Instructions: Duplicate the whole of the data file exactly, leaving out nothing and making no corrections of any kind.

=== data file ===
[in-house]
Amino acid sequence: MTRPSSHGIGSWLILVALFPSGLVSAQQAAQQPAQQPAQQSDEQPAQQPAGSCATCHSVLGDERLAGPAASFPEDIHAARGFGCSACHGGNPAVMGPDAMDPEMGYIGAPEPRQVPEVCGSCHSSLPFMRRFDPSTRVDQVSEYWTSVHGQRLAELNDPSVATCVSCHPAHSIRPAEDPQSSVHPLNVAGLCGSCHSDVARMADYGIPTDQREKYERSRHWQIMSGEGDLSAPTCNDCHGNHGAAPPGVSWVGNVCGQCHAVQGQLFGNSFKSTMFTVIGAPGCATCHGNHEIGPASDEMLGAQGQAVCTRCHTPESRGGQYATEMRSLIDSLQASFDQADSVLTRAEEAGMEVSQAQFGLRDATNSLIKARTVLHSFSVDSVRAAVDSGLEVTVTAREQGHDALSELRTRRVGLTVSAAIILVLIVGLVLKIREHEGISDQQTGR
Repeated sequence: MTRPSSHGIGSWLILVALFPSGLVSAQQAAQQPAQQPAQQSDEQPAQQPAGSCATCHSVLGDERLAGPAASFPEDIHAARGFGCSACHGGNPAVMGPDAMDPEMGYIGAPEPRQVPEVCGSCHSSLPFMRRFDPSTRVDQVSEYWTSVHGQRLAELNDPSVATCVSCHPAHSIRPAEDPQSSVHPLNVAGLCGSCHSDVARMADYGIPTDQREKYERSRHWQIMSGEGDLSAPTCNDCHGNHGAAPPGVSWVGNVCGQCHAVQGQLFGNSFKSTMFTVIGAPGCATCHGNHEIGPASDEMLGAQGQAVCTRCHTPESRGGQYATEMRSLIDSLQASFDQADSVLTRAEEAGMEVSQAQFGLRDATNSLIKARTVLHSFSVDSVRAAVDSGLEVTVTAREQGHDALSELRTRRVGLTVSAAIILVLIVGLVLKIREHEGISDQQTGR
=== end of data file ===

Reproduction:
[in-house]
Amino acid sequence: MTRPSSHGIGSWLILVALFPSGLVSAQQAAQQPAQQPAQQSDEQPAQQPAGSCATCHSVLGDERLAGPAASFPEDIHAARGFGCSACHGGNPAVMGPDAMDPEMGYIGAPEPRQVPEVCGSCHSSLPFMRRFDPSTRVDQVSEYWTSVHGQRLAELNDPSVATCVSCHPAHSIRPAEDPQSSVHPLNVAGLCGSCHSDVARMADYGIPTDQREKYERSRHWQIMSGEGDLSAPTCNDCHGNHGAAPPGVSWVGNVCGQCHAVQGQLFGNSFKSTMFTVIGAPGCATCHGNHEIGPASDEMLGAQGQAVCTRCHTPESRGGQYATEMRSLIDSLQASFDQADSVLTRAEEAGMEVSQAQFGLRDATNSLIKARTVLHSFSVDSVRAAVDSGLEVTVTAREQGHDALSELRTRRVGLTVSAAIILVLIVGLVLKIREHEGISDQQTGR
Repeated sequence: MTRPSSHGIGSWLILVALFPSGLVSAQQAAQQPAQQPAQQSDEQPAQQPAGSCATCHSVLGDERLAGPAASFPEDIHAARGFGCSACHGGNPAVMGPDAMDPEMGYIGAPEPRQVPEVCGSCHSSLPFMRRFDPSTRVDQVSEYWTSVHGQRLAELNDPSVATCVSCHPAHSIRPAEDPQSSVHPLNVAGLCGSCHSDVARMADYGIPTDQREKYERSRHWQIMSGEGDLSAPTCNDCHGNHGAAPPGVSWVGNVCGQCHAVQGQLFGNSFKSTMFTVIGAPGCATCHGNHEIGPASDEMLGAQGQAVCTRCHTPESRGGQYATEMRSLIDSLQASFDQADSVLTRAEEAGMEVSQAQFGLRDATNSLIKARTVLHSFSVDSVRAAVDSGLEVTVTAREQGHDALSELRTRRVGLTVSAAIILVLIVGLVLKIREHEGISDQQTGR